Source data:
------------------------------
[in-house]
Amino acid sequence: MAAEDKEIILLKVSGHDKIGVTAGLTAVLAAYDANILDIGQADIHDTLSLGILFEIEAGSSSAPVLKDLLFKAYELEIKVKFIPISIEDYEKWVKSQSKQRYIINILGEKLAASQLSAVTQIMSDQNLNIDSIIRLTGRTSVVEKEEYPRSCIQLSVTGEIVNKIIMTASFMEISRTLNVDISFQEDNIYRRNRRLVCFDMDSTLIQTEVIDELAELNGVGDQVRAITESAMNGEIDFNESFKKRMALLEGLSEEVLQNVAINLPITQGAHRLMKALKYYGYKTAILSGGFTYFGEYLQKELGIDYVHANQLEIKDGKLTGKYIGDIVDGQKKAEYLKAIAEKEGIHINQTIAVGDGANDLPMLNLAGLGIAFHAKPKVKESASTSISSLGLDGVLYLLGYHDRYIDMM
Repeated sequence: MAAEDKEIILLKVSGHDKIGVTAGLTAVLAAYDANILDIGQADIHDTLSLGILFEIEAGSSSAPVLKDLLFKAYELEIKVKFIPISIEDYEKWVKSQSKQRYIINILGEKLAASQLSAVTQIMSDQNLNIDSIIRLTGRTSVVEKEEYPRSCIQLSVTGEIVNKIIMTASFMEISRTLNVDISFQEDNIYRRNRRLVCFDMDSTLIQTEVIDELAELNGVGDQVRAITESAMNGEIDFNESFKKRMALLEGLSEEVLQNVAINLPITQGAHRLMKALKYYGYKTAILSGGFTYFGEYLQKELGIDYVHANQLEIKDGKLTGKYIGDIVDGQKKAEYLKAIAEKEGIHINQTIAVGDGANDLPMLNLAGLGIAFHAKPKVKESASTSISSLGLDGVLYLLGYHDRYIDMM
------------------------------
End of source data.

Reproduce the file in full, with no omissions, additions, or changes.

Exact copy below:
[in-house]
Amino acid sequence: MAAEDKEIILLKVSGHDKIGVTAGLTAVLAAYDANILDIGQADIHDTLSLGILFEIEAGSSSAPVLKDLLFKAYELEIKVKFIPISIEDYEKWVKSQSKQRYIINILGEKLAASQLSAVTQIMSDQNLNIDSIIRLTGRTSVVEKEEYPRSCIQLSVTGEIVNKIIMTASFMEISRTLNVDISFQEDNIYRRNRRLVCFDMDSTLIQTEVIDELAELNGVGDQVRAITESAMNGEIDFNESFKKRMALLEGLSEEVLQNVAINLPITQGAHRLMKALKYYGYKTAILSGGFTYFGEYLQKELGIDYVHANQLEIKDGKLTGKYIGDIVDGQKKAEYLKAIAEKEGIHINQTIAVGDGANDLPMLNLAGLGIAFHAKPKVKESASTSISSLGLDGVLYLLGYHDRYIDMM
Repeated sequence: MAAEDKEIILLKVSGHDKIGVTAGLTAVLAAYDANILDIGQADIHDTLSLGILFEIEAGSSSAPVLKDLLFKAYELEIKVKFIPISIEDYEKWVKSQSKQRYIINILGEKLAASQLSAVTQIMSDQNLNIDSIIRLTGRTSVVEKEEYPRSCIQLSVTGEIVNKIIMTASFMEISRTLNVDISFQEDNIYRRNRRLVCFDMDSTLIQTEVIDELAELNGVGDQVRAITESAMNGEIDFNESFKKRMALLEGLSEEVLQNVAINLPITQGAHRLMKALKYYGYKTAILSGGFTYFGEYLQKELGIDYVHANQLEIKDGKLTGKYIGDIVDGQKKAEYLKAIAEKEGIHINQTIAVGDGANDLPMLNLAGLGIAFHAKPKVKESASTSISSLGLDGVLYLLGYHDRYIDMM